The attack, in the Rhineland town of Solingen near Duesseldorf, provoked horror and outrage among Germany's large Turkish population numbering over two million. A Duesseldorf court convicted the four main assailants to 15 years in jail and handed down 10-year sentences to three younger accomplices. The court said it was clear the attack, which was condemned around the world, was racially motivated.
The defendants said they had no assets but the ruling will remain in force for 30 years, by which time they will be long out of jail.
© Reuters

FRENCH RIGHTIST LE PEN SQUARES OFF WITH RAP SINGER
French extreme-rightist Jean-Marie Le Pen has been involved in a mid-air slanging match with a black rap singer, police said on Tuesday. Le Pen and singer Stomy Bugsy, who comes from Cape Verde and whose real name is Gilles Duarte, hurled insults at one another during a flight between Paris and Strasbourg on Monday.
On arrival the two men went to airport police and filed complaints against each other for public insults. Le Pen was travelling to the eastern city to attend the European Parliament, which later decided to allow him to continue sitting in its forum pending his appeal against a French state decree that stripped him of his seat there.
The brusque National Front president had been ruled ineligible to hold public office for one year because of a 1998 conviction for assaulting a woman politician during the 1997 general election campaign.
Le Pen, whose political career began as a street-brawling student leader in the Latin Quarter in the early 1950s, has since been involved in multiple public incidents.
He has been taken to court several times for racist jibes, on one occasion by the African-born head of a French anti-racist group. He was also fined after notorious comments minimising Nazi persecution of Jews.
© Reuters

PARIS PROSECUTOR CONDEMNS NAZI AUCTIONS ON YAHOO
A French state prosecutor demanded on Monday that a judge take action against Internet portal Yahoo! Inc for allowing the sale of Nazi memorabilia on one of the web sites it hosts. The International League against Racism and Anti-Semitism (LICRA) brought the case against the California-based company in April in a bid to stop the English language on-line sales from appearing in France.
Prosecutor Pierre Dillange told a Paris court that it would be "opportune" to impose "constraints and an injunction" against Yahoo, but did not specify exactly measures he wanted applied.
Judge Jean-Jacques Gomez is expected to give his verdict on May 21. Web companies are closely watching the case, which could have big implications for Internet usage in France. Lawyers representing Yahoo said it was not technically possible for the company to scan the content of all the sites carried on its service and added that under U.S. law such auctions were permissible.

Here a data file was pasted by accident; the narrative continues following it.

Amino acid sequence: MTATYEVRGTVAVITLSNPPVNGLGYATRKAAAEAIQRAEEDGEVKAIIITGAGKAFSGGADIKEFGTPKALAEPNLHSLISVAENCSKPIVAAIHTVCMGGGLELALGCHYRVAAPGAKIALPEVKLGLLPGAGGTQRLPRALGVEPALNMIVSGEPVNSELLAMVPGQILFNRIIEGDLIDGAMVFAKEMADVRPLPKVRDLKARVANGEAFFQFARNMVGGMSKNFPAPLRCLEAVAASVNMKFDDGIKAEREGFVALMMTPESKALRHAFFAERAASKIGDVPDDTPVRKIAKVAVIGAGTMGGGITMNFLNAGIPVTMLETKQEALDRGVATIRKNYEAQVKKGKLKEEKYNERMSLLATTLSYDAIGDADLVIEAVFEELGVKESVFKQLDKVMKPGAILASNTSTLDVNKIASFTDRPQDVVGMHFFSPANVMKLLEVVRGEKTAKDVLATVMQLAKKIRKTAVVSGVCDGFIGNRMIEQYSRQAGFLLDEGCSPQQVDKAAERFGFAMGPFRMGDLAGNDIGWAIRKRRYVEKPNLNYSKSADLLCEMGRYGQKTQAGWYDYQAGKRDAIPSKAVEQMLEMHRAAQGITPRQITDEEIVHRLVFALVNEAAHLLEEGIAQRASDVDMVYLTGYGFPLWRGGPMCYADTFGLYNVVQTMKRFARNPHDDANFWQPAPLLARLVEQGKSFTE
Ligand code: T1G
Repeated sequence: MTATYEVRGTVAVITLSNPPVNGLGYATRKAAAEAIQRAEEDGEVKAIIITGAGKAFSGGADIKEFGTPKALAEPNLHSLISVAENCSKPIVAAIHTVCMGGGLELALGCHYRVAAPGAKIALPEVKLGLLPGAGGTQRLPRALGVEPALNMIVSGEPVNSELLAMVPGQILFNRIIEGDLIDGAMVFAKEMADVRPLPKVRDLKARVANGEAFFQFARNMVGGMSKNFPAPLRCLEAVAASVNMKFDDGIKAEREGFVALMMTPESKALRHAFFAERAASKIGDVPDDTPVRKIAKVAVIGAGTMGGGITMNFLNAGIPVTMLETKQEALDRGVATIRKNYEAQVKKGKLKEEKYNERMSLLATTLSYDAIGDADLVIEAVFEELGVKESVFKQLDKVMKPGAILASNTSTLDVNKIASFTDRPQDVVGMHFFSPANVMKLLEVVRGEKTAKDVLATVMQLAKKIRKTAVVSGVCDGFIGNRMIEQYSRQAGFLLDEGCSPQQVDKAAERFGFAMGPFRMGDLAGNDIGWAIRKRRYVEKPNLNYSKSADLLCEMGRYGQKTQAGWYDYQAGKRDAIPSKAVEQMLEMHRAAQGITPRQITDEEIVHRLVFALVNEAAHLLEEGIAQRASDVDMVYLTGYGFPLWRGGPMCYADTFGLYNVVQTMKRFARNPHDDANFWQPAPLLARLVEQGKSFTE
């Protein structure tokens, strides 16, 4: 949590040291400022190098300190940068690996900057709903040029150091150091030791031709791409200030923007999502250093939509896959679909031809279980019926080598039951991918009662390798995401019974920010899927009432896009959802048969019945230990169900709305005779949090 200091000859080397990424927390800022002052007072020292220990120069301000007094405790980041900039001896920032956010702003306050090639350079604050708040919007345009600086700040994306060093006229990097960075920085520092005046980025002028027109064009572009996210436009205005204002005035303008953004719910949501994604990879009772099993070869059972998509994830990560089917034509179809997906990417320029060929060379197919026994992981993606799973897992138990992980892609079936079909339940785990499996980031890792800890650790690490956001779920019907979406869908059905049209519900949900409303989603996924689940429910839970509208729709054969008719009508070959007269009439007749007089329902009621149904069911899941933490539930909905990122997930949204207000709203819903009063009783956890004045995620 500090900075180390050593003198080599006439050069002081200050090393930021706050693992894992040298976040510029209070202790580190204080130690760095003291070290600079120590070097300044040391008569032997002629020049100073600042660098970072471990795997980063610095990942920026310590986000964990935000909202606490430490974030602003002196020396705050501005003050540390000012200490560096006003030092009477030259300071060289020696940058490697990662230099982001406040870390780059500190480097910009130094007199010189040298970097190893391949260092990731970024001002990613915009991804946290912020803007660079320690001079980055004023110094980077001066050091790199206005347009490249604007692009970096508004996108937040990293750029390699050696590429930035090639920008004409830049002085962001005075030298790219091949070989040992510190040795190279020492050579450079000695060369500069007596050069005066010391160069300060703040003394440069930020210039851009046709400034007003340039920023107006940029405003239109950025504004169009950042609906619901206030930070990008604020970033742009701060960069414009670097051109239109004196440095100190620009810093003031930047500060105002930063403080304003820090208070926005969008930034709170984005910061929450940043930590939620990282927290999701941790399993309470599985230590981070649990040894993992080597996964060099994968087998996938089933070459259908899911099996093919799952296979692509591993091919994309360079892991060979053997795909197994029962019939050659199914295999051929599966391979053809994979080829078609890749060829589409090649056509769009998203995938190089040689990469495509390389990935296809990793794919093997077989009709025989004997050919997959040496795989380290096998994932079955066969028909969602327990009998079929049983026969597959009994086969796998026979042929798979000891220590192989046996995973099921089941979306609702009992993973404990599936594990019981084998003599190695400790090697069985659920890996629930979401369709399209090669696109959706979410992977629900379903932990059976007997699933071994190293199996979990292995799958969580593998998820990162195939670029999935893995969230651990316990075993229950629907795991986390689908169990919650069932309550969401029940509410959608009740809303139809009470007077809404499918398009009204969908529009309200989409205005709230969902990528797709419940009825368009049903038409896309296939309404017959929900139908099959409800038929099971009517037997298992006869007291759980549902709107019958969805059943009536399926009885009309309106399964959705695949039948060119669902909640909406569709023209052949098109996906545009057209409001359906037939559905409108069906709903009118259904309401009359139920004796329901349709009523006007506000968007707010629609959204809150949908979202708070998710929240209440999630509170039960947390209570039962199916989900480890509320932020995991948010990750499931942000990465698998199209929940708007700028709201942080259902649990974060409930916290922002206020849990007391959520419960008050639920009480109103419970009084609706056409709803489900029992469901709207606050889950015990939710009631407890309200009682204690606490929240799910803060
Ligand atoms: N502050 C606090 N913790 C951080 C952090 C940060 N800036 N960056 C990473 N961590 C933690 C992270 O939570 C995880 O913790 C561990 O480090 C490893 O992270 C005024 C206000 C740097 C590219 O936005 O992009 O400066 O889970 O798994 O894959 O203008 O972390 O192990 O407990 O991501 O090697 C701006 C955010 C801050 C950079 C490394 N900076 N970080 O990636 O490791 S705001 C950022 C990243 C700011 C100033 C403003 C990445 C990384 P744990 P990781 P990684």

A Yahoo.com auction site puts hundreds of Nazi or neo-Nazi, or Ku Klux Klan objects up for auction each day, including films, swastikas, uniforms, daggers, photos and medals. Under French law, it is illegal to exhibit or sell objects with racist overtones. "Yahoo is an ally of revisionists and contributes to their propaganda," LICRA lawyer Stephane Lilti told the court. Yahoo came under fire in February from another anti-racism group, the Anti-Defamation League, which accused the web service provider of hosting dozens of sites that promoted messages from racist hate groups including neo-Nazis and the Ku Klux Klan.
© Reuters

WJC EYES BOYCOTTING AUSTRIA DUE HOLOCAUST CLAIMS
The World Jewish Congress may boycott a selected group of Austrian companies because the country's coalition government has not done enough to resolve charges Holocaust survivors are owed billions of dollars in property claims, a source said on Monday.
A WJC source, who declined to be named, said the group also could try to deepen Austria's isolation by urging President Bill Clinton not to talk with Austria's leaders. Austria's ruling coalition has been shunned by the European Union, Israel and the United States since February, when it allowed in the far-right Freedom Party.
Austria's coalition rulers have made a top priority compensating forced labourers and slave labourers, whom the Nazis meant to work to death. A spokesman for Austria's U.S. embassy was not immediately available, but he previously has said his government would also try to find a quick solution to the property restitution issue.
Holocaust compensation is a difficult issue for Austria's government. The anti-immigrant Freedom Party's dominant personality is Joerg Haider. And though he has resigned as party leader, remarks he made earlier that seemed to minimise Nazi atrocities turned the government into a pariah.
Austria will face renewed pressure to settle charges its companies profited by helping the Nazis steal assets from Jews -- from art to thriving businesses -- on Tuesday and Wednesday, when Stuart Eizenstat, the deputy U.S. treasury secretary, meets with Austrian officials to negotiate Holocaust claims.